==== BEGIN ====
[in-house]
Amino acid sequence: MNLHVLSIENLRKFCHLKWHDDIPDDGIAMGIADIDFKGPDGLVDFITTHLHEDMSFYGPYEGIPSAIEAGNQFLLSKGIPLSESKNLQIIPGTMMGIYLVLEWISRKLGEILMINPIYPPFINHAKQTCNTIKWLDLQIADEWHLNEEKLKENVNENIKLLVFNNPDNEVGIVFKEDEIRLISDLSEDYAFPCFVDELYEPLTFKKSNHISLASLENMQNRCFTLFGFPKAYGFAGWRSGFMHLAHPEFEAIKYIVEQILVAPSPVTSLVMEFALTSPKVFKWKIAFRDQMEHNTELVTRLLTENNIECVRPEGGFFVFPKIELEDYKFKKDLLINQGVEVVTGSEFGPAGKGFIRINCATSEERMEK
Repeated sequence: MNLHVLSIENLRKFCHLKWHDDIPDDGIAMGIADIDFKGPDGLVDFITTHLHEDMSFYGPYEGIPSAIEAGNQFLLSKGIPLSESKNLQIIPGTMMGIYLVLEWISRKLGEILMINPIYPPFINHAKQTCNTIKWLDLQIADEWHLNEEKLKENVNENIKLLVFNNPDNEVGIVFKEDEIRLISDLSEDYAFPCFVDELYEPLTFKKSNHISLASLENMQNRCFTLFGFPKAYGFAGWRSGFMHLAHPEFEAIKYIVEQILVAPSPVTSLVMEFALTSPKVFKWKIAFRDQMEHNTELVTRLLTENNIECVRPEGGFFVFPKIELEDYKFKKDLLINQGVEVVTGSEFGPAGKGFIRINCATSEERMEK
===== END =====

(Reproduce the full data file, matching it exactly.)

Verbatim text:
[in-house]
Amino acid sequence: MNLHVLSIENLRKFCHLKWHDDIPDDGIAMGIADIDFKGPDGLVDFITTHLHEDMSFYGPYEGIPSAIEAGNQFLLSKGIPLSESKNLQIIPGTMMGIYLVLEWISRKLGEILMINPIYPPFINHAKQTCNTIKWLDLQIADEWHLNEEKLKENVNENIKLLVFNNPDNEVGIVFKEDEIRLISDLSEDYAFPCFVDELYEPLTFKKSNHISLASLENMQNRCFTLFGFPKAYGFAGWRSGFMHLAHPEFEAIKYIVEQILVAPSPVTSLVMEFALTSPKVFKWKIAFRDQMEHNTELVTRLLTENNIECVRPEGGFFVFPKIELEDYKFKKDLLINQGVEVVTGSEFGPAGKGFIRINCATSEERMEK
Repeated sequence: MNLHVLSIENLRKFCHLKWHDDIPDDGIAMGIADIDFKGPDGLVDFITTHLHEDMSFYGPYEGIPSAIEAGNQFLLSKGIPLSESKNLQIIPGTMMGIYLVLEWISRKLGEILMINPIYPPFINHAKQTCNTIKWLDLQIADEWHLNEEKLKENVNENIKLLVFNNPDNEVGIVFKEDEIRLISDLSEDYAFPCFVDELYEPLTFKKSNHISLASLENMQNRCFTLFGFPKAYGFAGWRSGFMHLAHPEFEAIKYIVEQILVAPSPVTSLVMEFALTSPKVFKWKIAFRDQMEHNTELVTRLLTENNIECVRPEGGFFVFPKIELEDYKFKKDLLINQGVEVVTGSEFGPAGKGFIRINCATSEERMEK